Podcaster: Richard Drumm

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Title: UNAWE Space Scoop – A Stellar Ballet

Organization: 365 Days Of Astronomy

Link : http://365daysofastronomy.org/ ; https://spacescoop.org/en/scoops/2121/a-stellar-ballet/

Description: Space scoop, news for children. 

By studying white dwarf stars, and finding some of them, well, in a way polluted, astronomers have found that most rocky exoplanets are made of rocks we can’t find anywhere in our Solar System.

Bio: Richard Drumm is President of the Charlottesville Astronomical Society and President of 3D – Drumm Digital Design, a video production company with clients such as Kodak, Xerox and GlaxoSmithKline Pharmaceuticals. He was an observer with the UVa Parallax Program at McCormick Observatory in 1981 & 1982. He has found that his greatest passion in life is public outreach astronomy and he pursues it at every opportunity.

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This is the 365 Days of Astronomy Podcast. Today we bring you a new episode in our Space Scoop series. This show is produced in collaboration with Universe Awareness, a program that strives to inspire every child with our wonderful cosmos.

Today’s story is…

These exo-rocks are stranger than fiction

We know there are thousands of planets orbiting distant stars in our galaxy. We call them exoplanets. 

However, knowing what these exoplanets are made of has always been kinda tricky.

Until now. 

By studying white dwarf stars, and finding some of them, well, in a way polluted, astronomers have found that most rocky exoplanets are made of rocks we can’t find anywhere in our Solar System.

White dwarfs are what stars like our Sun become at the end of their lives. 

As they die, they expel the gas around them until all that remains is the dense, collapsed, hot core of the star.

The so-called ‘polluted’ stars contain material from planets or asteroids that used to orbit the former star that eventually fell into the white dwarf, polluting its atmosphere. 

An atmosphere that had been mostly made of hydrogen and helium, now had other elements mixed in.

Astronomer Siyi Xu of NOIRLab and geologist Keith Putirka of Cal State University, Fresno, studied 23 of the polluted white dwarfs that are within 650 light-years from our Sun. Comparatively close by.

They used the time-tested technology of spectroscopy to look for elements that were not hydrogen or helium, you know, just to see what they would find. 

By measuring how abundant these other elements are, it’s possible to reconstruct the minerals and rocks that formed the rocky planets that once orbited around these distant, dead stars. 

And guess what? 

The researchers found much more than your everyday calcium, magnesium or iron. 

You see, some combinations of minerals do not even exist in our Solar System and the team had to come up with some quite interesting names to classify these new types of rocks.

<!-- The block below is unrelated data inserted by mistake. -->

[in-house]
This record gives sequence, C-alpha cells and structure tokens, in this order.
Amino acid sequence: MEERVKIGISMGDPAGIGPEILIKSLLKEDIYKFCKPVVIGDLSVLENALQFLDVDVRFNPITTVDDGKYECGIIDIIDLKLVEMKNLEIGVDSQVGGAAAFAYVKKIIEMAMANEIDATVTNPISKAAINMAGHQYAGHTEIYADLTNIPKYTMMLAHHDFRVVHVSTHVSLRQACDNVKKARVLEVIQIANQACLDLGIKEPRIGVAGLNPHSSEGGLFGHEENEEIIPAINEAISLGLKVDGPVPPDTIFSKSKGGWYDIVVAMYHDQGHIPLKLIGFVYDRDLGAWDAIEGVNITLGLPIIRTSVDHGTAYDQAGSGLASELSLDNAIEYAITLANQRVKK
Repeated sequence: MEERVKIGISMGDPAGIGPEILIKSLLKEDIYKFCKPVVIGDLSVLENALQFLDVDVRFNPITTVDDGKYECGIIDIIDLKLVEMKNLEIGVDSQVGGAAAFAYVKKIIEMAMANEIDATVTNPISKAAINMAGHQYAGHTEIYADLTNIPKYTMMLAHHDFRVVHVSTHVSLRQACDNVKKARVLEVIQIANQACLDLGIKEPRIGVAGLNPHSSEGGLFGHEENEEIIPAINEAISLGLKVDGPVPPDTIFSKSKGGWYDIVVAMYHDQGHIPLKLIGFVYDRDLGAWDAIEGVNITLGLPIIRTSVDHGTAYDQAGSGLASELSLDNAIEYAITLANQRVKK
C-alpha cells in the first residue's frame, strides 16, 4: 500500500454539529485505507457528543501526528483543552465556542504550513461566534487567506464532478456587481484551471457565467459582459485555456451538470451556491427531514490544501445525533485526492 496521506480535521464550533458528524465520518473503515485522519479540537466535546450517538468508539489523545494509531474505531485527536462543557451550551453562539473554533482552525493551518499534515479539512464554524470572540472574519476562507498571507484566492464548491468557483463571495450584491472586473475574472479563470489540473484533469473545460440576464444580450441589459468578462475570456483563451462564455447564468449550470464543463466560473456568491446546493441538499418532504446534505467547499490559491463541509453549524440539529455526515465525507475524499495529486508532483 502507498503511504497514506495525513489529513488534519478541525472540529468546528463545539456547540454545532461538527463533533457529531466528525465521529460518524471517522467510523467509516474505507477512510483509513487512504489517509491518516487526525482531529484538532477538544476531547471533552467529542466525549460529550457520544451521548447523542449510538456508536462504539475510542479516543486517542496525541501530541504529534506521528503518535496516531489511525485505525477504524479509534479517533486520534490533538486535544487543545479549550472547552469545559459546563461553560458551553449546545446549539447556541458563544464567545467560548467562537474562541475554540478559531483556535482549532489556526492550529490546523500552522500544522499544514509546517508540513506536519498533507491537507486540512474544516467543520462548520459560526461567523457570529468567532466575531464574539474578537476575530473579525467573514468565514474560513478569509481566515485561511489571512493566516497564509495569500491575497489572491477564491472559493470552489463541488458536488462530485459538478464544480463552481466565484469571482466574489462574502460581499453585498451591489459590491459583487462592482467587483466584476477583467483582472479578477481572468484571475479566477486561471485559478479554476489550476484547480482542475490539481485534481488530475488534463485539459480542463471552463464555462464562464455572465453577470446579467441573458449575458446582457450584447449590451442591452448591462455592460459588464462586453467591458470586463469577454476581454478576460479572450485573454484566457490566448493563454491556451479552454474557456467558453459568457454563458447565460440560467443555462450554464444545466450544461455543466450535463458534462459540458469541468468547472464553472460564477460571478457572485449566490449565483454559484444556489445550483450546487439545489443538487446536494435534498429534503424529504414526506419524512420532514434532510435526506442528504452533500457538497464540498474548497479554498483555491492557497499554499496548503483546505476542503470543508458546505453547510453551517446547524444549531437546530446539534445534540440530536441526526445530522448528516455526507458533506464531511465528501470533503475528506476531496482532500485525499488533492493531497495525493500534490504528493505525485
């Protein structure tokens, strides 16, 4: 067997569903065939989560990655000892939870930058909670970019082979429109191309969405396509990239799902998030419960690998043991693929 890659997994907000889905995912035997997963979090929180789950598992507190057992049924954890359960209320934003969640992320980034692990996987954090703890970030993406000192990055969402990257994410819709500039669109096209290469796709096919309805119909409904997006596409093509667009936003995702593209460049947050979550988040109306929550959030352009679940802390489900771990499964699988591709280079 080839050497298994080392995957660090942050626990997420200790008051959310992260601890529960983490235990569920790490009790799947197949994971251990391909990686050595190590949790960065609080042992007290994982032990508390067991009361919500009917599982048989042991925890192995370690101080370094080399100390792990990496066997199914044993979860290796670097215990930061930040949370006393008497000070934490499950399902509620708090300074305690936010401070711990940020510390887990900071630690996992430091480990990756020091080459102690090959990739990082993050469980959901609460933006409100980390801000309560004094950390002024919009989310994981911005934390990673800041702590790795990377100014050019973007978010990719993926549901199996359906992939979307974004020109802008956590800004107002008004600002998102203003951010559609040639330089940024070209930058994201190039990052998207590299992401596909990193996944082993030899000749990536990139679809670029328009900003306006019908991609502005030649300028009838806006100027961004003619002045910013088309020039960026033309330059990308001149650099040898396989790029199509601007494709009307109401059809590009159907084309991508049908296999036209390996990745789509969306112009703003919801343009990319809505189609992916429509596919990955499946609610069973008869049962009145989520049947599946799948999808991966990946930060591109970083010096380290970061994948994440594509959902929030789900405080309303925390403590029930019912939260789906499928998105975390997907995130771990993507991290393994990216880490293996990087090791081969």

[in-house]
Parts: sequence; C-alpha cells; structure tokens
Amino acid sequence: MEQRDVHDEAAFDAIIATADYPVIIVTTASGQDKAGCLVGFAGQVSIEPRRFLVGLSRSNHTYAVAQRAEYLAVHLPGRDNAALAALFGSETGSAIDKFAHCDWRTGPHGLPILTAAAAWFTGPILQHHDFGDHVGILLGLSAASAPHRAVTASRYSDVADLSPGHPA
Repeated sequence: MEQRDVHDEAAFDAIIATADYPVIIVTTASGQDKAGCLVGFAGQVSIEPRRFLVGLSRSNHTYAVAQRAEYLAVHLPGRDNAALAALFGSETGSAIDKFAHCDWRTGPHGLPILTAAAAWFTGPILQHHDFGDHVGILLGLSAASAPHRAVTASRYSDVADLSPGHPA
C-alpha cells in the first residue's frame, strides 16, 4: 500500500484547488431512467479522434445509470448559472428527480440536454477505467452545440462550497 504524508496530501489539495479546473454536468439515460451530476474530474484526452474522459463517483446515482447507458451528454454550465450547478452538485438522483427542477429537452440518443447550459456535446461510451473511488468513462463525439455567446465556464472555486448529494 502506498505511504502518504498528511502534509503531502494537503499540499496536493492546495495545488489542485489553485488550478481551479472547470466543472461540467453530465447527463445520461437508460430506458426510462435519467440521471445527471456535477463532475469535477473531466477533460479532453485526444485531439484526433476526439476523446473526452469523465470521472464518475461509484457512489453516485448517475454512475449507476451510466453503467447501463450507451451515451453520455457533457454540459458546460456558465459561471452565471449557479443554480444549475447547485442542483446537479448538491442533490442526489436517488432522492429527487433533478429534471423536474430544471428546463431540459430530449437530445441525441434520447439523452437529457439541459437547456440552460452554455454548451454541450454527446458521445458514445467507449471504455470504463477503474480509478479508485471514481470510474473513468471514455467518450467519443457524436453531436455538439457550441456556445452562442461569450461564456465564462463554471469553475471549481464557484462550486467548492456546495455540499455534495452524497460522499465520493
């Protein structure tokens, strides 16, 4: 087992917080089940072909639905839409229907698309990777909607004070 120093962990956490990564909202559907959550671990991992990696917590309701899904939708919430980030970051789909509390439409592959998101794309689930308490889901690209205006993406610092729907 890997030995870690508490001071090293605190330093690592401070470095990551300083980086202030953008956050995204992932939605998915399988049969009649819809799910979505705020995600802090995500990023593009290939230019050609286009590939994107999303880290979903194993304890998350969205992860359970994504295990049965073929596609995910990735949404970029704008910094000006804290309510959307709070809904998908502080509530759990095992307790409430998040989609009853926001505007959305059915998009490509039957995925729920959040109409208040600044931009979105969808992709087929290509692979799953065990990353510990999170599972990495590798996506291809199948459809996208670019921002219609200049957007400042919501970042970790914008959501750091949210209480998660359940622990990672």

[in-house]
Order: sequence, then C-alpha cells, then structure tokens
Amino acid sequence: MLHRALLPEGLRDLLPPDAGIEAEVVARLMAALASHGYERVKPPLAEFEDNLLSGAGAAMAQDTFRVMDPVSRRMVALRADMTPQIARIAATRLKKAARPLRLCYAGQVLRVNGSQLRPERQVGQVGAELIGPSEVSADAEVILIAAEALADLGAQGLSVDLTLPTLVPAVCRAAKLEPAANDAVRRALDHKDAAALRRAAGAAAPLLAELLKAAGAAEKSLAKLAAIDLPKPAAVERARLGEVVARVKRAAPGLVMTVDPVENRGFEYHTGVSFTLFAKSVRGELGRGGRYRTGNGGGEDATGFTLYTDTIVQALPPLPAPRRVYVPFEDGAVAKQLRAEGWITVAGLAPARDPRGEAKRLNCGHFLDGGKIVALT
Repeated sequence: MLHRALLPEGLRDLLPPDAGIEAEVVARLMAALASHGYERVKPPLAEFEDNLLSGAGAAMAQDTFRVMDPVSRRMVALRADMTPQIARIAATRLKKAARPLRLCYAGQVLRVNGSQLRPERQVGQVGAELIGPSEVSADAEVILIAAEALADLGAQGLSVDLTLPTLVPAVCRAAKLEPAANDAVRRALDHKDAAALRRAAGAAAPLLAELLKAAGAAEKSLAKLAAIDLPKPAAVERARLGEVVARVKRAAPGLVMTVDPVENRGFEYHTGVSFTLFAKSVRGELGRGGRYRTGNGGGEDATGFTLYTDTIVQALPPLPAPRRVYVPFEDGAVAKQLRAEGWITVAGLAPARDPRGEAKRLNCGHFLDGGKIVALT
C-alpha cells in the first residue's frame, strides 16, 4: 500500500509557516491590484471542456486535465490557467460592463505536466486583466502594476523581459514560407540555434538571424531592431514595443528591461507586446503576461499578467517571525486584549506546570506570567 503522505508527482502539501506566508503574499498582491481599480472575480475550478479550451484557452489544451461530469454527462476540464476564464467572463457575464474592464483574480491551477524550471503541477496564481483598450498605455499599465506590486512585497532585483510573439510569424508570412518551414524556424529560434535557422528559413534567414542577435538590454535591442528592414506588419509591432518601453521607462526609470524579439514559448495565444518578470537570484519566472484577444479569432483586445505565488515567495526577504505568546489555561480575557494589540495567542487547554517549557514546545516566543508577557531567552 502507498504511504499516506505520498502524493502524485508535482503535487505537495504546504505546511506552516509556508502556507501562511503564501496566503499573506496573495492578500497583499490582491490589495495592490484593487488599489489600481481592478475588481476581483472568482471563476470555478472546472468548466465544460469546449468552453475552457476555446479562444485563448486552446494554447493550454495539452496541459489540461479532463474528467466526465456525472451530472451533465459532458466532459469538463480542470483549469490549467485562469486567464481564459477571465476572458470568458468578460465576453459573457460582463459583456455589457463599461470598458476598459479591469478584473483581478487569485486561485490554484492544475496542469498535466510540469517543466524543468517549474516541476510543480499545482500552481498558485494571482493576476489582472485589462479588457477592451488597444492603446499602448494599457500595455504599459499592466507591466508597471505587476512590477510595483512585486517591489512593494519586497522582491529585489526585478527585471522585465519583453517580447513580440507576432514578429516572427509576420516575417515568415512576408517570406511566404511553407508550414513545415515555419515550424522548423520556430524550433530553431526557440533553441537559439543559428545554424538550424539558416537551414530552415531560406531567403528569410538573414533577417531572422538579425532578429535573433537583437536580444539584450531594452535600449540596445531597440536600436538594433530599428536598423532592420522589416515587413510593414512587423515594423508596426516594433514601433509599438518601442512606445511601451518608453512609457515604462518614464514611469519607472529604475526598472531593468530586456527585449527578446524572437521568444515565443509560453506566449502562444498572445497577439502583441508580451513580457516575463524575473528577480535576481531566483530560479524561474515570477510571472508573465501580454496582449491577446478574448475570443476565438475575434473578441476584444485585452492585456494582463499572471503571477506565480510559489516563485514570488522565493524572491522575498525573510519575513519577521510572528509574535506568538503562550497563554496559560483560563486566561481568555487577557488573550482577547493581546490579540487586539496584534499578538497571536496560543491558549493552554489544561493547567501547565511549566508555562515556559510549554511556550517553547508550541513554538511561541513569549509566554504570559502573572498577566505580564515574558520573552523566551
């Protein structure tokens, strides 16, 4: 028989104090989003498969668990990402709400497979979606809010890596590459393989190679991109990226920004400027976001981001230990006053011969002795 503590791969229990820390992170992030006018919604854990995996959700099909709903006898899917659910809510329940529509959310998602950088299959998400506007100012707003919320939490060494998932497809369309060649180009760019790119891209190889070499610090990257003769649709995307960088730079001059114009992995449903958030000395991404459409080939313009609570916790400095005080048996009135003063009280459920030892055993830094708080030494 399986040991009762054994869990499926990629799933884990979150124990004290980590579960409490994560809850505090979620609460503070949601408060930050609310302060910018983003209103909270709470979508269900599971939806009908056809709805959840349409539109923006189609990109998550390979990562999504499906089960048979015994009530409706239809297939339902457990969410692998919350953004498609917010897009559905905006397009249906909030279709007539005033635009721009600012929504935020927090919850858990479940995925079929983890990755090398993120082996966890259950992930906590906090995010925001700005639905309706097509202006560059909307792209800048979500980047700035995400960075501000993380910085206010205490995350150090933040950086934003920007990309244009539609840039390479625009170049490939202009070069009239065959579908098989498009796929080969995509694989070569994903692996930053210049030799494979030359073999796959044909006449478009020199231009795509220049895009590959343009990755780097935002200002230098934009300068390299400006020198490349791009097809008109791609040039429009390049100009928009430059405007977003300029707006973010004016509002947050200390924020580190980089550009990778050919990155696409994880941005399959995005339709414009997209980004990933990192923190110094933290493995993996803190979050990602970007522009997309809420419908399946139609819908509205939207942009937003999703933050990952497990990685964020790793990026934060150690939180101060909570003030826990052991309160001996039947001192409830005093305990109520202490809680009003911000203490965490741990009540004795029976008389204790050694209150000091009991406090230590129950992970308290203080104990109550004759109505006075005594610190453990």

For example, on our Earth we can find:

– Periclase, a magnesium mineral from rocks that have changed over millennia as a result of high heat and pressure. 

– Pyroxene, a silicate mineral found in volcanic rocks, and 

– Quartz, a crystalline form of glass.

But you probably won’t hear about geologists finding “quartz pyroxenites” or “periclase dunites” anywhere on our planet. 

That’s because they don’t exist on our planet. 

They had to invent the terms to describe what they found.

These rocky exoplanets were chock-a-block with the stuff. 

Some of these rocks could even dissolve more water and some might melt at much lower temperatures than the rocks we have on Earth. 

These minerals could affect the formation of oceans and plate tectonics in those worlds.

There will be some very interesting next steps for scientists to figure out what’s going on. 

So if you think all rocky planets look like our Earth, think again!

Hey, here’s a cool fact!

Stars have atmospheres of a sort, gasses that aren’t part of the core, or the other inner zones of the star, but are near the surface of the star.

An outer part of our Sun’s atmosphere is called the photosphere and light from there powers life on Earth.

The atmospheres of these polluted white dwarfs are rich in magnesium and poor in silicon.

Our Earth has a metal core and silicon dioxide rich rocks closer to the surface. 

So the lack of silicon in the white dwarf atmospheres suggests that the pollution in the star that the team was looking at, came from the interior of the doomed rocky planets and not their surface.

Poor planets. Swallowed whole by their stars.

Thank you for listening to the 365 Days of Astronomy Podcast!

End of podcast:

365 Days of Astronomy

The 365 Days of Astronomy Podcast is produced by Planetary Science Institute. Audio post-production by Richard Drumm. Bandwidth donated by libsyn.com and wizzard media. You may reproduce and distribute this audio for non-commercial purposes. 

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After 10 years, the 365 Days of Astronomy podcast is entering its second decade of sharing important milestone in space exploration and astronomy discoveries. Join us and share your story. Until tomorrow! Goodbye!